Ford CEO calls for smarter meetings
KAI RYSSDAL: I don't know how it is where you work, but here at Marketplace we can be a little meetings crazed. Daily meetings. Weekly meetings. A boss who enjoys a good meeting. You know how it is. Well Bill Ford is apparently fed up with all the meetings going on at his car company. Today's Detroit News reports on a memo he sent out to senior managers at Ford urging them to have fewer, and better, meetings. We asked Marketplace's Tess Vigeland to help set an agenda for reaching the company's gathering goals.
TESS VIGELAND: OK. First on our agenda today . . . let's get everyone's attention.
PAT LENCIONI:"The first thing a leader needs to do at a meeting is you gotta hook your audience."
Pat Lencioni is the author of "Death By Meeting." And he says the murder weapon is loaded every time you sit down at the table. But there are defenses.
LENCIONI:"You gotta say upfront here is the most pressing issue we have and here's what could go wrong if we have a bad meeting here today. And if they do that, people will sit forward and weigh in. If they don't, they're gonna sit there and wonder what their colleagues look like in their underwear."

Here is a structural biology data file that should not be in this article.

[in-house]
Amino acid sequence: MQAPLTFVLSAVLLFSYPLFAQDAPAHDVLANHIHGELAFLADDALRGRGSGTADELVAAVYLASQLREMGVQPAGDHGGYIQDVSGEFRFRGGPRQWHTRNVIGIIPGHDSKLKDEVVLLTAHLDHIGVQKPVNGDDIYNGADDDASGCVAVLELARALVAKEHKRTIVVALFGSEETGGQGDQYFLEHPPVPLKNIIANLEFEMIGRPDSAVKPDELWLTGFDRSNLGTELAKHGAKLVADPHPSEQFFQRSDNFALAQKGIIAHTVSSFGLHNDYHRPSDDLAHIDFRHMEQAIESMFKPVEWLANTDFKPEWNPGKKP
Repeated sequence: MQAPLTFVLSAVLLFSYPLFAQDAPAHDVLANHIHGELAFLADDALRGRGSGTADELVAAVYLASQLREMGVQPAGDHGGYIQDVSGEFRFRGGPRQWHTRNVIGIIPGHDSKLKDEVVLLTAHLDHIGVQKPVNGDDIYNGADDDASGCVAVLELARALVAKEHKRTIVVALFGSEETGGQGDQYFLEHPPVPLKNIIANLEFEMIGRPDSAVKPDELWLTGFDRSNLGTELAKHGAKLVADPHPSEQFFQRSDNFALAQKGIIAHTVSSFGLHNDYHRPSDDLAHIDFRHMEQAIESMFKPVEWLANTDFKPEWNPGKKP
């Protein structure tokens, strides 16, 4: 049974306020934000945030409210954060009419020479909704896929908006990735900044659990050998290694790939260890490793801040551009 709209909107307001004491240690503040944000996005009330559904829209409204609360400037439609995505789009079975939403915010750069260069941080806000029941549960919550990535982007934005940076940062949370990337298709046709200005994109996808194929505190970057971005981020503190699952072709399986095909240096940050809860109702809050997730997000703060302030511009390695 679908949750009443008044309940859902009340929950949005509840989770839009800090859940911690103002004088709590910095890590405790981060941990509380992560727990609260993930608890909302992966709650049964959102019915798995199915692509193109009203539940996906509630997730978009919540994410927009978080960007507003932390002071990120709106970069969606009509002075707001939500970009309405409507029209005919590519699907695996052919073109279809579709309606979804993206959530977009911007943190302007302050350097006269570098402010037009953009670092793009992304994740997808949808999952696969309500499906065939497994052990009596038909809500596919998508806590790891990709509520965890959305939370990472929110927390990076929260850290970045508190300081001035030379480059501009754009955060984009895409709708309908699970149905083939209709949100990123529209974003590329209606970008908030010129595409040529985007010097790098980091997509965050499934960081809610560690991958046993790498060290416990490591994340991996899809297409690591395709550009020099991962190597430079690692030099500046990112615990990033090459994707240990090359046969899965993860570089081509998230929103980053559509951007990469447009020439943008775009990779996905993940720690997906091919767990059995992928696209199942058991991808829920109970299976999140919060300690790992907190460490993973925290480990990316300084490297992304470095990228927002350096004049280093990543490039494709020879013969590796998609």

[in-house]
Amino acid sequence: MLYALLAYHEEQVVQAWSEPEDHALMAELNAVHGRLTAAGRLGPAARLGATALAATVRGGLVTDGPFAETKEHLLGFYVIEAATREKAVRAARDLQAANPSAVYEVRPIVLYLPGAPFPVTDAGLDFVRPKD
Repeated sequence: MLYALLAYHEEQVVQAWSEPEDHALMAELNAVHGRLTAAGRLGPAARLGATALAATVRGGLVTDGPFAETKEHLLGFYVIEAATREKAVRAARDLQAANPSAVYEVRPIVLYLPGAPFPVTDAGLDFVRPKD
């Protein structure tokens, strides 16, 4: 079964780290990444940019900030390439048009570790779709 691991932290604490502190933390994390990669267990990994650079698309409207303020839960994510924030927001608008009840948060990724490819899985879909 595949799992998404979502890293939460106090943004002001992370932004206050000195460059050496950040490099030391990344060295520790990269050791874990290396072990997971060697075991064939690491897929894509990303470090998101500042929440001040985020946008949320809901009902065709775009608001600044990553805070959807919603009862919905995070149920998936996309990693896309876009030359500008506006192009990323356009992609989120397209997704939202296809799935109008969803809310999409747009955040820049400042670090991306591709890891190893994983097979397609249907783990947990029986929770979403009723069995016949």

Moving on. Agenda item two . . . no metaphorical food in the meeting room . . . just focus.
LENCIONI:"We go to a meeting, I call it meeting stew. And we throw every ingredient into the pot and wonder why it doesn't taste good. We need to be going to meetings that are shorter . . . really drill down on a given topic and leave when that topic is resolved."
Or when the donuts are gone. Agenda item three from University of Michigan management prof John Tropman . . . leave dogs and ponies in the lobby.
JOHN TROPMAN:"Ford is pretty well known in this neck of the woods for having meetings where the main criterion for success is how good your Powerpoints are. Meetings become a place to see and be seen. GM is also pretty well known for that."
Addendum: Have better meetings AND make better cars. And our final agenda item — from Pat Lencioni: Embrace the meeting, don't blame it.
LENCIONI:"I think their problems are deeper than that but the only place they're going to get addressed first is in meetings. But the meetings that are most important are the ones that Bill Ford and his direct reports have."
We asked Ford for comment on this story. They didn't get back to us in time because . . . they were in meetings.
Adjourned in Los Angeles, I'm Tess Vigeland for Marketplace.